There is a large class of routine physical exercises that are performed on the ground, often on dedicated ’mats’ (e.g. push-ups, crunches, bridge). Such exercises involve coordinated motions of different body parts and are difficult to recognize with a single body worn motion sensors (like a step counter). Instead a network of sensors on different body parts would be needed, which is not always practicable. As an alternative we describe a cheap, simple textile pressure sensor matrix, that can be unobtrusively integrated into exercise mats to recognize and count such exercises. We evaluate the system on a set of 10 standard exercises. In an experiment with 7 subjects, each repeating each exercise 20 times, we achieve a user independent recognition rate of 82.5% and a user independent counting accuracy of 89.9%. The paper describes the sensor system, the recognition methods and the experimental results.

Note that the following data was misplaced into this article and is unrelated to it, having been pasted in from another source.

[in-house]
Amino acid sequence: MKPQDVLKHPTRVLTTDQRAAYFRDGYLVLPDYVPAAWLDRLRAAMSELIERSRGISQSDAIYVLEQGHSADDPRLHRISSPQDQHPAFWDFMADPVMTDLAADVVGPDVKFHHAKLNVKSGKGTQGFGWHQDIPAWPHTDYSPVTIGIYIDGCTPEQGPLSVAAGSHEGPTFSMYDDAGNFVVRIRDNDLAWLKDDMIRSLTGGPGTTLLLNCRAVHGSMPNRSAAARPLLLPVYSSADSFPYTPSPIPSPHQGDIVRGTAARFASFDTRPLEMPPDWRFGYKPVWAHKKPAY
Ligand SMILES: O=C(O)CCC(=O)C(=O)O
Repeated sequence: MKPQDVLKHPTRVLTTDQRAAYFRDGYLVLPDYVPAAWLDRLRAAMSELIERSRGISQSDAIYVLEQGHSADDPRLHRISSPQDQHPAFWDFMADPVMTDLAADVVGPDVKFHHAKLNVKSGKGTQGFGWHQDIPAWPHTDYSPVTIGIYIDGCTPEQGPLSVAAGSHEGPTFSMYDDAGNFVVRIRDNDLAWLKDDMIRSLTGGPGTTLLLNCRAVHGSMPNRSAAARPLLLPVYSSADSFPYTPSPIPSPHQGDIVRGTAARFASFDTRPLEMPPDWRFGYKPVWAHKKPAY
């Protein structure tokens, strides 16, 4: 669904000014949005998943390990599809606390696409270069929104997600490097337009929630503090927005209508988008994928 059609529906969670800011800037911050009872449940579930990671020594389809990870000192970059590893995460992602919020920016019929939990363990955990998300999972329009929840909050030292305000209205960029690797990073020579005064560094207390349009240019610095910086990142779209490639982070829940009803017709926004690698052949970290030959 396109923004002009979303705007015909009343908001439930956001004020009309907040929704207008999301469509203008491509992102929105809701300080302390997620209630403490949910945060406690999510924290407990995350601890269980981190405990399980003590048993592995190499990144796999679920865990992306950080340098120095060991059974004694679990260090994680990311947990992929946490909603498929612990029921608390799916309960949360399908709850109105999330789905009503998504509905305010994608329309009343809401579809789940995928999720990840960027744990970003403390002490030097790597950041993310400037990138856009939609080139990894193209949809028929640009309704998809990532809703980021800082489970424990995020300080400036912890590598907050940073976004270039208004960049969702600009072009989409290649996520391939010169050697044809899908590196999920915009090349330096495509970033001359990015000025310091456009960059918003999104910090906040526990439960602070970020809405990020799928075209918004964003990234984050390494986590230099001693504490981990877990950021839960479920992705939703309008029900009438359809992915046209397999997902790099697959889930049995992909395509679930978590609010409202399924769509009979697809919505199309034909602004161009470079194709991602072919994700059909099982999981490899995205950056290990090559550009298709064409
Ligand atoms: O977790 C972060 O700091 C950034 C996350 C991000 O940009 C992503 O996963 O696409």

Mathias Sundholm, Jingyuan Cheng, Bo Zhou, Akash Sethi, Paul Lukowicz
Presented on Tuesday September 16th as part of the Sensing in the Home session.
Yanxia Zhang, Hans Jörg Müller, Ming Ki Chong, Andreas Bulling, Hans Gellersen
Presented on Tuesday September 16th as part of the Input & Interaction session.